2. These solids are isotropic. (they have uniform physical properties in all directions)

  3. Unlike crystalline solids, amorphous solids don't have a specific heat of fusion.

  4. Due to their tendency to flow, though very slowly, amorphous solids are said to be pseudo/super solids.

  5. Amorphous solids form two pieces with irregular surfaces when cut using sharp edge tools.

  6. Amorphous solids are always softened when exposed to a range of temperatures.

  7. They have don’t possess any symmetry.

                     

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Classification of solids depending on the type of bond present in the structure

Solids are classified into four main types according to the type of bond present in their structures as discussed below.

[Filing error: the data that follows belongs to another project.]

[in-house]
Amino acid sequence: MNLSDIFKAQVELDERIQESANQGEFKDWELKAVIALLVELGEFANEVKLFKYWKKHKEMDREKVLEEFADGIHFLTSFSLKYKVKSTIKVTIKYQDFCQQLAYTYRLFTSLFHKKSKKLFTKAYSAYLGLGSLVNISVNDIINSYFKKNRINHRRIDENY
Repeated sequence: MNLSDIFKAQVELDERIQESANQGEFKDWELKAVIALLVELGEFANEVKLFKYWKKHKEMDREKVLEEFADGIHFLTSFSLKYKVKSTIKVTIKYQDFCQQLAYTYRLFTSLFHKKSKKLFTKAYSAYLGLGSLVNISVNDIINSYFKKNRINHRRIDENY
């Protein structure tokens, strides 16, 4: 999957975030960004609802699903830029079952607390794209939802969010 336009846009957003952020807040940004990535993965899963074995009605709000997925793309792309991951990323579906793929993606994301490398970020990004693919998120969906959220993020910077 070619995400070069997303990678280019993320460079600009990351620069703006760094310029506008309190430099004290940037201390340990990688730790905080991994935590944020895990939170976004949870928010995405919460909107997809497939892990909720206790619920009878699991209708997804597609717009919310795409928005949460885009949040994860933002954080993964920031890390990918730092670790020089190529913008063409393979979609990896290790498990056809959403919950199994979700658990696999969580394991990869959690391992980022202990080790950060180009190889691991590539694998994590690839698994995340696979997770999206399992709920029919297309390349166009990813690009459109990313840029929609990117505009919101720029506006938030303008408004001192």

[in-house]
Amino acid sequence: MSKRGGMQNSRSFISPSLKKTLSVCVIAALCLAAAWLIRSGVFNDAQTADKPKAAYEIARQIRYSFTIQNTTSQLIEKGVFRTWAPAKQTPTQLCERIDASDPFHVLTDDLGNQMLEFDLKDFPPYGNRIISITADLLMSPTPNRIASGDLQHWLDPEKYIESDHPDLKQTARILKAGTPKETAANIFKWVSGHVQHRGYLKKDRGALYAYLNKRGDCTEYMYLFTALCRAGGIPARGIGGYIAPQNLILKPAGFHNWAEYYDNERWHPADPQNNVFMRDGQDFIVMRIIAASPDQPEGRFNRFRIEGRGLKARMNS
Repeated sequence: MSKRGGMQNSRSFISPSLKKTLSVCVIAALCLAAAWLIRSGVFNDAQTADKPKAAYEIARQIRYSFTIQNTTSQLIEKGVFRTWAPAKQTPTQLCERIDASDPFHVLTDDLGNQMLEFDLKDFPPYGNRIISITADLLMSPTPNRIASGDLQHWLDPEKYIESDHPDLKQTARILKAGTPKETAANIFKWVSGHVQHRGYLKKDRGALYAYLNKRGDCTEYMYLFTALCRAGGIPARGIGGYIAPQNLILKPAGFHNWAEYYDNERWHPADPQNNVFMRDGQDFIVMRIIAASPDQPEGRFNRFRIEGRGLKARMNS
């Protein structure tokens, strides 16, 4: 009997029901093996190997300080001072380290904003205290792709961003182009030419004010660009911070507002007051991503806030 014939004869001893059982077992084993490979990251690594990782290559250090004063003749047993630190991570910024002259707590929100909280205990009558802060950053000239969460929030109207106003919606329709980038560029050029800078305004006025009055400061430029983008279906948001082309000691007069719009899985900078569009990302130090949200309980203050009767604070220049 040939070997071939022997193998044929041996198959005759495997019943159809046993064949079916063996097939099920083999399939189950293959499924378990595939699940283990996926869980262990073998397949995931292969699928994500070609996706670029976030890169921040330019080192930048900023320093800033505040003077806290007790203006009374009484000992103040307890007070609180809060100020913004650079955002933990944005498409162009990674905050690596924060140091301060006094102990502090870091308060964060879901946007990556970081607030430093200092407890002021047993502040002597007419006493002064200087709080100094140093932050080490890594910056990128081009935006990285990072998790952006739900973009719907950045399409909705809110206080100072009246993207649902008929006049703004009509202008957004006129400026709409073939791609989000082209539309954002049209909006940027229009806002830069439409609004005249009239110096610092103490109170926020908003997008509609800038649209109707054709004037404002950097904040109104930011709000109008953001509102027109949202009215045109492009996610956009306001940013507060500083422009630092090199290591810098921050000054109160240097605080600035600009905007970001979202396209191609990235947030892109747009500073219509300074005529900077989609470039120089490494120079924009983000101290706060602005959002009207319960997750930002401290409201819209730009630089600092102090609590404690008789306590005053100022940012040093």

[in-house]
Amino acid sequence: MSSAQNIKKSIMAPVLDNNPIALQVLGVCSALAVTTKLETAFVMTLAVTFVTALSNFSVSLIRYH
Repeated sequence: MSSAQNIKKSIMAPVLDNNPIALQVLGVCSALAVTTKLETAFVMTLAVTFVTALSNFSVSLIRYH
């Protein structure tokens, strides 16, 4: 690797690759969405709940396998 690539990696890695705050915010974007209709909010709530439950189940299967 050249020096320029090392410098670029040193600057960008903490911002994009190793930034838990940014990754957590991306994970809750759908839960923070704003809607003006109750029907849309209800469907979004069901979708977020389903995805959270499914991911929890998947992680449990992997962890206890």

Type of solids

Constituent particles

Melting point

Electrical conductivity

Bond

Physical nature

Examples

Ionic

Ions

High

Conduct only in the molten and aqueous state

Electrostatic forces

Hard but brittle

NaF, CaCl2, MgSO4 etc.

Metallic

Positive ions in a sea of delocalized electrons

Fairly high

Conducts both in the solid and molten state

Metallic bond

Malleable and ductile

Na, Al, Mg, Be, Li, etc.

Molecular

  1. Polar  

Molecules

Very low

Non-conductors

Dipole-dipole

Soft

Solid ammonia, HCl, solid SO2, etc

  1. Non-polar

Molecules

Low

Non-conductors

Dispersion forces

Soft

Argon, hydrogen gas, carbon dioxide, etc.

  1. Hydrogen

Molecules

Low

Non-conductors

Hydrogen bond

Hard

Water molecule

Covalent/ network

Atoms

Fairly high

Conducts both in the solid and molten state

Covalent